Fitness Magazine

Friday Q&A: Bronchitis and Yoga

By Ninazolotow @Yoga4HealthyAge
Q: Every year I seem to get a couple of months of chronic bronchitis.  I have a regular gentle yoga practice, am 63, and am frustrated that when I get a winter cold it seems to settle into my lungs. I am wondering if you have any thoughts on what yoga to practice to strengthen and help heal my lungs.  I looked at your list of topics, but did not see anything that addressed this specific issue. Any thoughts would be appreciated.
A: I happen to be working on this post as I fly home from co-leading a yoga retreat in Mexico, which would have been all well and good except for the fact that I had a cold when I left over a week ago, and now I am still battling with a persistent, non-productive cough that feels like it is in my chest and not my throat. When I slip my doctor hat on, I can’t help but be suspicious that I may have gone from having a typical winter cold to possibly having an acute bronchitis. Bronchitis is an inflammation of the bronchial tree, that part of the lung architecture just down stream from your trachea, which is the biggest part of the tubes that allow air to move from the outside down into the deepest parts of the lungs, the alveoli, where our breathing gases get exchanged. Bronchitis, especially the acute kind, usually implies an infection of some sort, typically a virus or a bacteria, the latter for which antibiotics might be needed to eliminate.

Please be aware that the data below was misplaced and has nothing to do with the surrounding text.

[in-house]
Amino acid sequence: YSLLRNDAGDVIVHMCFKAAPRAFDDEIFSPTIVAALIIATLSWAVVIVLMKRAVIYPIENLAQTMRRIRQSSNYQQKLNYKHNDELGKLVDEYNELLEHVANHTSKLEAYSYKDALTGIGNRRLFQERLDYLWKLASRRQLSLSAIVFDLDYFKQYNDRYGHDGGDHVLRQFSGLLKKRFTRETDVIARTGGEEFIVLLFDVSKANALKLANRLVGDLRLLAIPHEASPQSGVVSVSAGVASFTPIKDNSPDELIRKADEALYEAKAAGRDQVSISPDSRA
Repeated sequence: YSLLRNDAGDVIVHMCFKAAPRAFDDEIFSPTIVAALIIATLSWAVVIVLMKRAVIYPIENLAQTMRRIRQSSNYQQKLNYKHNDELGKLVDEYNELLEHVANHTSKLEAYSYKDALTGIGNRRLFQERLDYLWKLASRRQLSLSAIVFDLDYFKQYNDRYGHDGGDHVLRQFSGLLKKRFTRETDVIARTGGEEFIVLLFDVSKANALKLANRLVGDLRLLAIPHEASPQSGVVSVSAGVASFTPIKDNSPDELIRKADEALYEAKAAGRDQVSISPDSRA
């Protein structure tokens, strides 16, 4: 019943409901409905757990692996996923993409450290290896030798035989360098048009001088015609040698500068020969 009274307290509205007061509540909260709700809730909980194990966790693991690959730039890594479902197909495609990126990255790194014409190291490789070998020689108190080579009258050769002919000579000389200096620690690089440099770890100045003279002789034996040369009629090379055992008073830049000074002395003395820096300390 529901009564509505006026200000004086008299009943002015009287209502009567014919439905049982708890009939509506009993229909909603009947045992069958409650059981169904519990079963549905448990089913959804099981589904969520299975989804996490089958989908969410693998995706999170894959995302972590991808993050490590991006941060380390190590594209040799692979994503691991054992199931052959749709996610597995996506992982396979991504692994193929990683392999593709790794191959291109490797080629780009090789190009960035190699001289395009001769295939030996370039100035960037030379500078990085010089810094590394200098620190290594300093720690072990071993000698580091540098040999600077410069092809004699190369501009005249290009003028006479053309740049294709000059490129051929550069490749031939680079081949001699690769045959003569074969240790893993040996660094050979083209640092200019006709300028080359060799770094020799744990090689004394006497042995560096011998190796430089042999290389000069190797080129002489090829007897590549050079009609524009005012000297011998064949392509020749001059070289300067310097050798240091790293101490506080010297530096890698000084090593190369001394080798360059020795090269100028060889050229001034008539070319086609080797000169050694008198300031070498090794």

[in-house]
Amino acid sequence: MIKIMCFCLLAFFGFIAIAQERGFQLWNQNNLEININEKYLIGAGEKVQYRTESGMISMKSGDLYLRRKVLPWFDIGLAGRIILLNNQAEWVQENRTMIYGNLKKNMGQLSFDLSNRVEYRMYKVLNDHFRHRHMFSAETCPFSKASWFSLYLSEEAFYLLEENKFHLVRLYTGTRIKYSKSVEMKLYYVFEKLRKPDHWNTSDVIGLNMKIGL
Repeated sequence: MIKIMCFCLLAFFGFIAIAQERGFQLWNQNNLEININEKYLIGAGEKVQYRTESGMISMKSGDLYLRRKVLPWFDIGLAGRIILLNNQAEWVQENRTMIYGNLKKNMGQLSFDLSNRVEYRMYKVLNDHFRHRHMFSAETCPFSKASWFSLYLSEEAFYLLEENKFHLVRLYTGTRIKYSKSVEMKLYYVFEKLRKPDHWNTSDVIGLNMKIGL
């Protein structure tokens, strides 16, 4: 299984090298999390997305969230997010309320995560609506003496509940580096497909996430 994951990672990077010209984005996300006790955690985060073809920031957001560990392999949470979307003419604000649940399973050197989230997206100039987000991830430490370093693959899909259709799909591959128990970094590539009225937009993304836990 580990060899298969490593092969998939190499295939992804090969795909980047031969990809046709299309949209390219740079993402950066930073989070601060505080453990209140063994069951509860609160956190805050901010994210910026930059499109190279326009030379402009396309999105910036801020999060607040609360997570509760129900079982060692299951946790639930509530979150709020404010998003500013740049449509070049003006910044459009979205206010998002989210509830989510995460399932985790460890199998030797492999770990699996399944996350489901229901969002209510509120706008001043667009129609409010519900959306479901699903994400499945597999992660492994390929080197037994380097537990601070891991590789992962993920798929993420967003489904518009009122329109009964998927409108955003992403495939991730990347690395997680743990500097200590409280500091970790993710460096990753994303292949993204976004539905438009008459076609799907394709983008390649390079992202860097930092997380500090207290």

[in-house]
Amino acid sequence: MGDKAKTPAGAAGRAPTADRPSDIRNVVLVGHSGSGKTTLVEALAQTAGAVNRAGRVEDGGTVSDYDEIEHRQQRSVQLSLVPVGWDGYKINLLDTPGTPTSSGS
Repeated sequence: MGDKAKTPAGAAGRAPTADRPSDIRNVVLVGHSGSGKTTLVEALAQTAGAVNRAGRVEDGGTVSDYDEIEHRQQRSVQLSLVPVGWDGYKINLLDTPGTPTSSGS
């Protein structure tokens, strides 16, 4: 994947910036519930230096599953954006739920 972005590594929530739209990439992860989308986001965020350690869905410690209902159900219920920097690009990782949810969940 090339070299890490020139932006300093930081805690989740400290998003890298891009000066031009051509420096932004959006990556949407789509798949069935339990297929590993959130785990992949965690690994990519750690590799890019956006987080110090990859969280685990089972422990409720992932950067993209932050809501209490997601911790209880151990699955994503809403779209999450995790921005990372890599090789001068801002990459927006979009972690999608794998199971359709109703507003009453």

Friday Q&A: Bronchitis and Yoga

Bronchial Tree

Since my cold showed up nine days ago, I have not felt much like doing a yoga practice! I had a low-grade fever for the first three days, and any mild physical activity left me feeling exhausted, so asana practice seemed like a potentially aggravating idea. Then, when the cough settled in to my chest, lying flat on my back led to more coughing, and deeper breathing also could trigger a coughing fit. So about the only thing I felt up for and that left me feeling a bit more rested afterwards was propping my chest and head up on a long body pillow, and doing yoga nidra practice with the sankalpa: My Immune system is robust! So my personal take-home message for acute bronchitis is that less is more, and that could be true for our reader if the “chronic bronchitis” has already set in for the winter.
Chronic bronchitis is a form of bronchitis that has been around for at least three months in the past two consecutive years and has the other following characteristics: daily cough that produces clear, white, yellow or green mucus, fatigue, slight fever and chills, and chest discomfort. Chronic bronchitis implies a constant irritation or inflammation of the lining of the bronchial tubes, and is often due to a history of cigarette smoking. Other factors can also lead to the chronic form of bronchitis, including air pollution as well as dust or toxic gases in the environment or workplace.